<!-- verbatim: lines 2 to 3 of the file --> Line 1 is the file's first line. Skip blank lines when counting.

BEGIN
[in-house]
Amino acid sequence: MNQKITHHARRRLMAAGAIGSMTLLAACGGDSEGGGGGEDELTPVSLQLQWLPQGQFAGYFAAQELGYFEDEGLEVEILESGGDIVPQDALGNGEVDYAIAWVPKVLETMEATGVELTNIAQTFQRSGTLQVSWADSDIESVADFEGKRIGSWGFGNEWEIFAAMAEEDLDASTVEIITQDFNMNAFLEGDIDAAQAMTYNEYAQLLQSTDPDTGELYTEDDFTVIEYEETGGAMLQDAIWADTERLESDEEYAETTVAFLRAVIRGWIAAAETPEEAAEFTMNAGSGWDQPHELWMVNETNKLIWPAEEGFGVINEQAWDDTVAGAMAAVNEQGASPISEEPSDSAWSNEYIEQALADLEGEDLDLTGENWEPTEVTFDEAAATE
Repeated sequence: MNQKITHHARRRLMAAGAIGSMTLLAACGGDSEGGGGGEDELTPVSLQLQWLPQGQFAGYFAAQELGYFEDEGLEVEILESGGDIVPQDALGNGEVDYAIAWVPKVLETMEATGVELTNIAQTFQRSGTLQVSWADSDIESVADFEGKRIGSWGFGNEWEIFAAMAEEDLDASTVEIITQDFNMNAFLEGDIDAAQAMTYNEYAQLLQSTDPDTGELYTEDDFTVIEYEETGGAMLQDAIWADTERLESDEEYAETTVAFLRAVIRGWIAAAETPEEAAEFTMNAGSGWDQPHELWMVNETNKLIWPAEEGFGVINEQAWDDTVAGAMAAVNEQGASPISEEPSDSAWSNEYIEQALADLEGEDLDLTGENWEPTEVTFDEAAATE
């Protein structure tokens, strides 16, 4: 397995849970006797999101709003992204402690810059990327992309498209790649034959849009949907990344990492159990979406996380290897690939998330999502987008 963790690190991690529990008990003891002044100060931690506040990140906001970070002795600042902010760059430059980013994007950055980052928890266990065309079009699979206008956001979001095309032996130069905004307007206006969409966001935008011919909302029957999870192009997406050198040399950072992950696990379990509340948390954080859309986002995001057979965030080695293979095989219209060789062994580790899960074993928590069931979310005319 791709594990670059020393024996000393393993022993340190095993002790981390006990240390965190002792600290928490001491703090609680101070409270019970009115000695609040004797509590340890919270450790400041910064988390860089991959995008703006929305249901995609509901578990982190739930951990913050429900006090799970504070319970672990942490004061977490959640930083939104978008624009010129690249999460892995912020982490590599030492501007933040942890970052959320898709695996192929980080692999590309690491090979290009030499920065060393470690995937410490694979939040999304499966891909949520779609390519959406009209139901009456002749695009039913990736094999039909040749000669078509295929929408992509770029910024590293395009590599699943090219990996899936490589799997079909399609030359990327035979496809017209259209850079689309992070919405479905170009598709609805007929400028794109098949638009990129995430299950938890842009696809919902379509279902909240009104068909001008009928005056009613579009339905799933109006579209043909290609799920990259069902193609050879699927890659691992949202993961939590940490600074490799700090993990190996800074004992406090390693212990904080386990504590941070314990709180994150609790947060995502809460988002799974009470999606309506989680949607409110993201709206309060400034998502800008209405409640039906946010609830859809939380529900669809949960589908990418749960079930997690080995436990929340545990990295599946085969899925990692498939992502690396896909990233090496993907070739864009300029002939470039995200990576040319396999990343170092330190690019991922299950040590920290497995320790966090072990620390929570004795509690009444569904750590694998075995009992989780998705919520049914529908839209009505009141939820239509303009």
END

Amino acid sequence: MNQKITHHARRRLMAAGAIGSMTLLAACGGDSEGGGGGEDELTPVSLQLQWLPQGQFAGYFAAQELGYFEDEGLEVEILESGGDIVPQDALGNGEVDYAIAWVPKVLETMEATGVELTNIAQTFQRSGTLQVSWADSDIESVADFEGKRIGSWGFGNEWEIFAAMAEEDLDASTVEIITQDFNMNAFLEGDIDAAQAMTYNEYAQLLQSTDPDTGELYTEDDFTVIEYEETGGAMLQDAIWADTERLESDEEYAETTVAFLRAVIRGWIAAAETPEEAAEFTMNAGSGWDQPHELWMVNETNKLIWPAEEGFGVINEQAWDDTVAGAMAAVNEQGASPISEEPSDSAWSNEYIEQALADLEGEDLDLTGENWEPTEVTFDEAAATE
Repeated sequence: MNQKITHHARRRLMAAGAIGSMTLLAACGGDSEGGGGGEDELTPVSLQLQWLPQGQFAGYFAAQELGYFEDEGLEVEILESGGDIVPQDALGNGEVDYAIAWVPKVLETMEATGVELTNIAQTFQRSGTLQVSWADSDIESVADFEGKRIGSWGFGNEWEIFAAMAEEDLDASTVEIITQDFNMNAFLEGDIDAAQAMTYNEYAQLLQSTDPDTGELYTEDDFTVIEYEETGGAMLQDAIWADTERLESDEEYAETTVAFLRAVIRGWIAAAETPEEAAEFTMNAGSGWDQPHELWMVNETNKLIWPAEEGFGVINEQAWDDTVAGAMAAVNEQGASPISEEPSDSAWSNEYIEQALADLEGEDLDLTGENWEPTEVTFDEAAATE